Looking for a free and easy way to build your open source projects? Travis CI enables you to build, test and deploy your code in minutes! In this post we will setup a Travis CI build to get you going quickly.

For a complete overview of the functionality of Travis read the docs here.

We will start off with a project in Micronaut (read more about Micronaut here) where we saw how to deploy it to Heroku in this post.

Setup Travis

First of all go to travis-ci.org and sign up/in to travis with your github account. Note that you have to authorise Travis to do some stuff like doing commits after a build.

authorize screen for travis ci 747x1024 - TRAVIS CI

Now navigate to ‘Settings’ under your account icon in the top right. Here you can enable repositories for Travis to build. Enable your project!

opt in list of github repos 1024x610 - TRAVIS CI

Travis build

Travis looks for a file .travis.yaml in the root directory of your repo. Here we build with Gradle so following some basic tutorials (here for example) we see the following result of the .travis.yaml

sudo: required

  - openjdk13

  - ./gradlew build

    - $HOME/.gradle/caches/
    - $HOME/.gradle/wrapper/

  - rm -f  $HOME/.gradle/caches/modules-2/modules-2.lock
  - rm -fr $HOME/.gradle/caches/*/plugin-resolution/

Push this to github and travis will automatically build this branch. Go to the travis dashboard and see the progress.

travis ci builds overview 1024x498 - TRAVIS CI

The build is a success! It ran for 1 min 41 sec and for the logs you can scroll down. If we would now create a pull request in github Travis triggers a PR build i.e. first merging the source and upstream branches before building the result. In github the status is shown.

travis ci checks on github branch 1024x485 - TRAVIS CI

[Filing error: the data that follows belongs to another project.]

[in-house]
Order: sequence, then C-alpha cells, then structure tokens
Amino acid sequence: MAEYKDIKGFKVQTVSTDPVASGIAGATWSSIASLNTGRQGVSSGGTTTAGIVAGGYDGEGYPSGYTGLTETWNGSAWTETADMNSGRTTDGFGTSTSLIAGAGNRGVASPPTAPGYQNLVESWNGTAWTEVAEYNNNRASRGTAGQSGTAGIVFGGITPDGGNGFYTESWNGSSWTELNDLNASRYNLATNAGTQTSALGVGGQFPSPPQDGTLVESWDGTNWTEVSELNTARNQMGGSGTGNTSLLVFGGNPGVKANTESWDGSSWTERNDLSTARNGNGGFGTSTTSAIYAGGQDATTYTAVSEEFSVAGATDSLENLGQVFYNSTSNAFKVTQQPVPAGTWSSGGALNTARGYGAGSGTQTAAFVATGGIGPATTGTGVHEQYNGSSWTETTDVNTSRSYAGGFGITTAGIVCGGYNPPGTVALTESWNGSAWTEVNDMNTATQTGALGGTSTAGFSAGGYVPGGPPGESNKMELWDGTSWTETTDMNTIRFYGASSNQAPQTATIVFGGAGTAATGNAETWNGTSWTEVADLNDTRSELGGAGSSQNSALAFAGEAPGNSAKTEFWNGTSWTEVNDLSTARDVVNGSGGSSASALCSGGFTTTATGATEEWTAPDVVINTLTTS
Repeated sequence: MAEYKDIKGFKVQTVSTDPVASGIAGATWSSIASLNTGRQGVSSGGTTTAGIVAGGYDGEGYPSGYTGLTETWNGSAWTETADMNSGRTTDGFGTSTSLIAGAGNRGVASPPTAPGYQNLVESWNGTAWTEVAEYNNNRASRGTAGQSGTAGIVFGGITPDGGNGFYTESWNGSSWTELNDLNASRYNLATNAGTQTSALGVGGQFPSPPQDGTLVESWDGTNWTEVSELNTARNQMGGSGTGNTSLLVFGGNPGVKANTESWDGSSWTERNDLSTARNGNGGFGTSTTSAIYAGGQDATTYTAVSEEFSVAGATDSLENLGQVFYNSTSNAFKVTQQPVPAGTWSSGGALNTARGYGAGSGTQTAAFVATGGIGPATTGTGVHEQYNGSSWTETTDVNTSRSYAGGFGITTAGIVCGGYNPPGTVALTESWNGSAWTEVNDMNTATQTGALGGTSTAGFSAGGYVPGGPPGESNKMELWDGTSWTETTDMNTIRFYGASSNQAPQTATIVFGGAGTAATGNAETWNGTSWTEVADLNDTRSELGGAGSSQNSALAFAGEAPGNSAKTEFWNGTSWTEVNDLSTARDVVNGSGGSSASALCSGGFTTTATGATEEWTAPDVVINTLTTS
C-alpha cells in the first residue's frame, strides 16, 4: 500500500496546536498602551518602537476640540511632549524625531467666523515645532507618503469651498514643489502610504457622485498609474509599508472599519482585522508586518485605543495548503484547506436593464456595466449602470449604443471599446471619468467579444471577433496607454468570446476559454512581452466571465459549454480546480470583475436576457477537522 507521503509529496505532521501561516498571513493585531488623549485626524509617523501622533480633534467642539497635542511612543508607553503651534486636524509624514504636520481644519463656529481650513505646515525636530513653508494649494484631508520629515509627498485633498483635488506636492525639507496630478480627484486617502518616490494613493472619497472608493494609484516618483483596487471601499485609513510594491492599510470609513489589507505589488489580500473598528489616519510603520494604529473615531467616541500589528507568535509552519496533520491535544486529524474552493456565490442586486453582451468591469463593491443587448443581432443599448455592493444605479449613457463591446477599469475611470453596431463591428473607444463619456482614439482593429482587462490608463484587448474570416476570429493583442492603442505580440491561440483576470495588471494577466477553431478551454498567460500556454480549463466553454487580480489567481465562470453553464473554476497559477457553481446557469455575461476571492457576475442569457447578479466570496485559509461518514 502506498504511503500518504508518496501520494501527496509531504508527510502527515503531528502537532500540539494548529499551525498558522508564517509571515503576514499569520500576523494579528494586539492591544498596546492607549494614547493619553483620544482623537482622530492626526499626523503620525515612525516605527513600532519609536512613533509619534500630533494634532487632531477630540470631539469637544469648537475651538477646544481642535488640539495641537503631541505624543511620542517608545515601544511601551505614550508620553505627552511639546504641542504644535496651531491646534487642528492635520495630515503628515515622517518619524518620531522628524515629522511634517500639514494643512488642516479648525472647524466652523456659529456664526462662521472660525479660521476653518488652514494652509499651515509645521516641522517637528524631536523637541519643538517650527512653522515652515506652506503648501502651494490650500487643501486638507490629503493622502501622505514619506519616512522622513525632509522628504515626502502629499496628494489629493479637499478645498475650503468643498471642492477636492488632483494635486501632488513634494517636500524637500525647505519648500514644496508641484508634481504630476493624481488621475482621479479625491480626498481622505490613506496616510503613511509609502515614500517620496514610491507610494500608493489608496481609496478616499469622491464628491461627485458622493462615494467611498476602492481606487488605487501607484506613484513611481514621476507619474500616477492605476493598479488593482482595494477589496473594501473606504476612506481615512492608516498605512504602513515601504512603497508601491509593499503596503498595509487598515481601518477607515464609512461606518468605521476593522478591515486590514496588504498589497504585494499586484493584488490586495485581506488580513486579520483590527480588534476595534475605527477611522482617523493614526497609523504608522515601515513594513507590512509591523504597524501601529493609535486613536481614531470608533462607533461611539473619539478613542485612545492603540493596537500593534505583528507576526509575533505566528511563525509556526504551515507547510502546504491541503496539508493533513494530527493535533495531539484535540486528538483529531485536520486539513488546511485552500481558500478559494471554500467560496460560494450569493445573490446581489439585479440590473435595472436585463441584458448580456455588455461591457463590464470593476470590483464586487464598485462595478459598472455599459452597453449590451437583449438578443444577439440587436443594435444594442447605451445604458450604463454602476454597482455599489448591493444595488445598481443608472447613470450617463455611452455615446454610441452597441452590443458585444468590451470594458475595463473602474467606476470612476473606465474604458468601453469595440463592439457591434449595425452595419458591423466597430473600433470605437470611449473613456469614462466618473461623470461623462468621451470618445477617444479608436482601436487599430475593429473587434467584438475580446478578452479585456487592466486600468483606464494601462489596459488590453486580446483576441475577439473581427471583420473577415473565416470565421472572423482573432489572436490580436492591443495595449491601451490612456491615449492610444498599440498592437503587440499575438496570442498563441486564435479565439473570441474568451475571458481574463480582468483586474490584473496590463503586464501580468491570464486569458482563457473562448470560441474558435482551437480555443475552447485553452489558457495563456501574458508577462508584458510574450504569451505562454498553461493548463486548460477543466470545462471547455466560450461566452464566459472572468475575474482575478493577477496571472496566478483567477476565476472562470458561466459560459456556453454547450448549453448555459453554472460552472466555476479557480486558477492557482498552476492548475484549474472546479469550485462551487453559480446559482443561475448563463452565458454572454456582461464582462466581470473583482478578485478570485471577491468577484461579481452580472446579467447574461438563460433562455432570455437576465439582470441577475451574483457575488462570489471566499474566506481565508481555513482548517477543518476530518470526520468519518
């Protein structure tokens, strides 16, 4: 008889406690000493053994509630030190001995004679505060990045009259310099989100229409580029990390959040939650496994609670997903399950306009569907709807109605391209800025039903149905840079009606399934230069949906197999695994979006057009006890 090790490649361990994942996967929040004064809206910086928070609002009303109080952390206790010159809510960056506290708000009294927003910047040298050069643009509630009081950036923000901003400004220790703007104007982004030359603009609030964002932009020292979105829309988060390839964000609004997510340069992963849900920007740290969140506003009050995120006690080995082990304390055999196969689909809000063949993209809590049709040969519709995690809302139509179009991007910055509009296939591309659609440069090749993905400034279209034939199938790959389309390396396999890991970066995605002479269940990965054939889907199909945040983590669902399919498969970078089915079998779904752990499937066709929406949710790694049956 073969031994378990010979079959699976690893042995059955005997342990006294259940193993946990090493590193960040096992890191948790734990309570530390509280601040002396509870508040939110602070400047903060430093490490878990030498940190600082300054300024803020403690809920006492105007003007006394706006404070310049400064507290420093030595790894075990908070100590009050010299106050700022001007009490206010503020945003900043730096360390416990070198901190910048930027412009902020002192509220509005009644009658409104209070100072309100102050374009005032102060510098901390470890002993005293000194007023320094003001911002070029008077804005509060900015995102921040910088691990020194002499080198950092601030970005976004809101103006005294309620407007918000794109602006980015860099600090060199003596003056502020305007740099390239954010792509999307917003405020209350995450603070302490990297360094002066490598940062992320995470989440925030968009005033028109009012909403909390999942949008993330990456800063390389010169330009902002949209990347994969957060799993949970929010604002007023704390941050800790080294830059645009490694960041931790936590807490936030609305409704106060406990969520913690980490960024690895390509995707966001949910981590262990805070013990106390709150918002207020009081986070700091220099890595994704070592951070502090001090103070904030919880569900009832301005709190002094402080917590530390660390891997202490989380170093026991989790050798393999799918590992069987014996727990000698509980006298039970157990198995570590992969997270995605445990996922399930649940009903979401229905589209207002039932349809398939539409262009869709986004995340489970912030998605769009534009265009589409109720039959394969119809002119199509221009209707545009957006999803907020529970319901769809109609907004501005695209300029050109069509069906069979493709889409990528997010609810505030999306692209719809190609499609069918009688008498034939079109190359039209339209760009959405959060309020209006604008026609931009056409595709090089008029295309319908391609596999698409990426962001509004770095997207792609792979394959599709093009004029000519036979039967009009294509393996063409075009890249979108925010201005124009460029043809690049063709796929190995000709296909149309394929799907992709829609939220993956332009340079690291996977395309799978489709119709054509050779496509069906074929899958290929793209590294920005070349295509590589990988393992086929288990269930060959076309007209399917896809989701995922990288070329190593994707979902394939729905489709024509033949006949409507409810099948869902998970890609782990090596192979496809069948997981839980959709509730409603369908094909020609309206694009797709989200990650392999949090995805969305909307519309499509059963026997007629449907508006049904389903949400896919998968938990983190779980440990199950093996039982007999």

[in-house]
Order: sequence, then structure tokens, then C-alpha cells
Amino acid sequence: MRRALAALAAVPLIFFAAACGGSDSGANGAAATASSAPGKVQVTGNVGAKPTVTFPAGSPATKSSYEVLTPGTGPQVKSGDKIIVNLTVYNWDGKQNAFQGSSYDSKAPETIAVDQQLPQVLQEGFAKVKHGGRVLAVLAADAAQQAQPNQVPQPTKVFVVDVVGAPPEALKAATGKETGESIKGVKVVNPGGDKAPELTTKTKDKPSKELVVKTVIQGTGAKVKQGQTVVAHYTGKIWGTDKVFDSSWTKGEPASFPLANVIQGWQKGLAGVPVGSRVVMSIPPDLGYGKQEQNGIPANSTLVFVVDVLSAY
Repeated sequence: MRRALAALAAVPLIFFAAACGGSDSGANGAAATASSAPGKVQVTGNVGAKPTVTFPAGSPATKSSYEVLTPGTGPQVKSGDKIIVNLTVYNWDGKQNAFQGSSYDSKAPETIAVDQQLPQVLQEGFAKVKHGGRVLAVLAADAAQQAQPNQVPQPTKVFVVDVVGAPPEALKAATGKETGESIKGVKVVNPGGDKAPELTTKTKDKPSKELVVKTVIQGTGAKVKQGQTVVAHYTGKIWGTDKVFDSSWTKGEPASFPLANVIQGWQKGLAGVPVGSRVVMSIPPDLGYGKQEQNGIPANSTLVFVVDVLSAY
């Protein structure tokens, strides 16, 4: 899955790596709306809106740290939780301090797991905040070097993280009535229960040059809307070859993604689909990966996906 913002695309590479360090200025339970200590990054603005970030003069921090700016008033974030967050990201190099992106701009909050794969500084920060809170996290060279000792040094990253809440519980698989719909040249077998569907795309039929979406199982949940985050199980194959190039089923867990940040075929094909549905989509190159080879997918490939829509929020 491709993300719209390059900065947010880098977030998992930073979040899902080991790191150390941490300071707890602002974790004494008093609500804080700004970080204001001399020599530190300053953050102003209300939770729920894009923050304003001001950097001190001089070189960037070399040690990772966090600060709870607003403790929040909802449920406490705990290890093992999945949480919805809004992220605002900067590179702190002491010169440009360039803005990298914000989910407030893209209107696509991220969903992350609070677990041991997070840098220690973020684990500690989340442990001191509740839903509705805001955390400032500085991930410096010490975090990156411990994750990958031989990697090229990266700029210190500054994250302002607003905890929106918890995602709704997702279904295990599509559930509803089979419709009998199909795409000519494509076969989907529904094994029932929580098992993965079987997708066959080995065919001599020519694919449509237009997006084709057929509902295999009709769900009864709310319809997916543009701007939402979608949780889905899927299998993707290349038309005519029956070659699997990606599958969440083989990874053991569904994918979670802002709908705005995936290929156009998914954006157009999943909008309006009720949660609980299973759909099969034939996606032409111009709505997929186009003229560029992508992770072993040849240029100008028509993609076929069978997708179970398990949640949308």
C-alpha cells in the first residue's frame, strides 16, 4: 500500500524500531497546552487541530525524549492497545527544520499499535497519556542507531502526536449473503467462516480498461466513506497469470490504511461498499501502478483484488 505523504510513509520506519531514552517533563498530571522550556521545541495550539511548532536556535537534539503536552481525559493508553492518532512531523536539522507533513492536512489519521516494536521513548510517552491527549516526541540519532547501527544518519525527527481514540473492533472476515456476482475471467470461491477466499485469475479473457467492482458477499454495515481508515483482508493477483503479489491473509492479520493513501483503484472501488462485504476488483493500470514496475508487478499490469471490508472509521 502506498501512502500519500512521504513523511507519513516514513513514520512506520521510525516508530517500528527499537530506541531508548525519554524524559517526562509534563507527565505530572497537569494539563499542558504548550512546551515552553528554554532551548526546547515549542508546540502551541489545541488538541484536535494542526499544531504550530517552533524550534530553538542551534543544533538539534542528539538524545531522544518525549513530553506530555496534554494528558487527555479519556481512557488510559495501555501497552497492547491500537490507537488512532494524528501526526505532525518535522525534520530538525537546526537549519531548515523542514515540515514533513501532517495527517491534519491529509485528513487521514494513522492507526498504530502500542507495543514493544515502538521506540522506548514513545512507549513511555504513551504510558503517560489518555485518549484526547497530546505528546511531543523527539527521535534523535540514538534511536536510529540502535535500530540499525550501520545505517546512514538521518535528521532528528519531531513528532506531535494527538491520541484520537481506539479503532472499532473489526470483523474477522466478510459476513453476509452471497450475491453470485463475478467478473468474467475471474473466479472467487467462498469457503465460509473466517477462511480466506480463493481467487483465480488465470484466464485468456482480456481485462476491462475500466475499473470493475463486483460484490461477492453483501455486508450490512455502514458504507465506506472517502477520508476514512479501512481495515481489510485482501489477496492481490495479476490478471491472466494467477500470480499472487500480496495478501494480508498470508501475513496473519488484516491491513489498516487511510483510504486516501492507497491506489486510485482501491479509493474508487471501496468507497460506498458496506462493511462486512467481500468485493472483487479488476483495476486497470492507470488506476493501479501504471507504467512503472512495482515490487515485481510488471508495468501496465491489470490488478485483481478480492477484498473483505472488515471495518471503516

Travis push image

After a successful build we want to push the Docker image to a registry. We will use the Heroku container registry to push our Docker image. We need to login, install the plugin, build en push subsequently.


  - wget -qO- https://toolbelt.heroku.com/install.sh | sh
  - docker login --username _ --password=$HEROKU_API_KEY registry.heroku.com
  - heroku plugins:install @heroku-cli/plugin-container-registry

  - ./gradlew stage
  - heroku container:push web --app gardenplanner-api

Note that we didn’t define the environment variable HEROKU_API_KEY. We can store this securely in travis if we select our build project and go to ‘More options‘ > ‘Settings‘. Add variable with name HEROKU_API_KEY and your Heroku api key as the value.

environment variables screen 1024x274 - TRAVIS CI

Push the code and your image is build en added to the Heroku container registry!

Travis deploy

With a successful build on master we would like to deploy our app to Heroku. (Read more about how to deploy manually to Heroku in this post.) Add the deploy step to your travis file as follows.

  provider: script
    heroku container:release web --app gardenplanner-api

With this step in place it is time to merge your pull request to master. This will trigger a build with the deploy step! We can check the deployment activity in Heroku.

heroku overview of running apps 1024x259 - TRAVIS CI

And of course check that your app is available.

call to app running on heroku 1024x477 - TRAVIS CI

Nice! Travis deployed our app automatically when merged to master.

Hopefully you are now able to build and deploy your own application with Travis to automate your pipeline. Happy Travising!